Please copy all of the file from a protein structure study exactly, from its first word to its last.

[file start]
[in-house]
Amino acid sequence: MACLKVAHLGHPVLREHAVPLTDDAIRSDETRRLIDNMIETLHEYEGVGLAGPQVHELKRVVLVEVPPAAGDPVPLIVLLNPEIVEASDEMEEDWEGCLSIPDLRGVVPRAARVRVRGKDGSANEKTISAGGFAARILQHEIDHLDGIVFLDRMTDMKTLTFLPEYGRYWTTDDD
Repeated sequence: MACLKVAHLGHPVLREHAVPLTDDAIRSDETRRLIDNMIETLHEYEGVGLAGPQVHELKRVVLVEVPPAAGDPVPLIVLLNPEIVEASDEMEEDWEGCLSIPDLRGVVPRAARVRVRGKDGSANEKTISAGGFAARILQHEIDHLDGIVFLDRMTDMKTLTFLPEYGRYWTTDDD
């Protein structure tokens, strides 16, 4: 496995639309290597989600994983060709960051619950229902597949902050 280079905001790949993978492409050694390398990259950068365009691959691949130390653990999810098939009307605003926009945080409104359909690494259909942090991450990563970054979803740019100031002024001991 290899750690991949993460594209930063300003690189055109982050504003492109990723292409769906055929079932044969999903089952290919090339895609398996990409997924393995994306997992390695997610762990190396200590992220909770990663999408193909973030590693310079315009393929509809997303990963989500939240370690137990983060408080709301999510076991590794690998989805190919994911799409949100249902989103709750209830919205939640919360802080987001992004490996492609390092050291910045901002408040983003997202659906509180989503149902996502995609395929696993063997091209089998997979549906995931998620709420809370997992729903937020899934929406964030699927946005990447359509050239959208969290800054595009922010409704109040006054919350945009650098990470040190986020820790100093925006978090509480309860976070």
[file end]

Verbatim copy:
[in-house]
Amino acid sequence: MACLKVAHLGHPVLREHAVPLTDDAIRSDETRRLIDNMIETLHEYEGVGLAGPQVHELKRVVLVEVPPAAGDPVPLIVLLNPEIVEASDEMEEDWEGCLSIPDLRGVVPRAARVRVRGKDGSANEKTISAGGFAARILQHEIDHLDGIVFLDRMTDMKTLTFLPEYGRYWTTDDD
Repeated sequence: MACLKVAHLGHPVLREHAVPLTDDAIRSDETRRLIDNMIETLHEYEGVGLAGPQVHELKRVVLVEVPPAAGDPVPLIVLLNPEIVEASDEMEEDWEGCLSIPDLRGVVPRAARVRVRGKDGSANEKTISAGGFAARILQHEIDHLDGIVFLDRMTDMKTLTFLPEYGRYWTTDDD
């Protein structure tokens, strides 16, 4: 496995639309290597989600994983060709960051619950229902597949902050 280079905001790949993978492409050694390398990259950068365009691959691949130390653990999810098939009307605003926009945080409104359909690494259909942090991450990563970054979803740019100031002024001991 290899750690991949993460594209930063300003690189055109982050504003492109990723292409769906055929079932044969999903089952290919090339895609398996990409997924393995994306997992390695997610762990190396200590992220909770990663999408193909973030590693310079315009393929509809997303990963989500939240370690137990983060408080709301999510076991590794690998989805190919994911799409949100249902989103709750209830919205939640919360802080987001992004490996492609390092050291910045901002408040983003997202659906509180989503149902996502995609395929696993063997091209089998997979549906995931998620709420809370997992729903937020899934929406964030699927946005990447359509050239959208969290800054595009922010409704109040006054919350945009650098990470040190986020820790100093925006978090509480309860976070």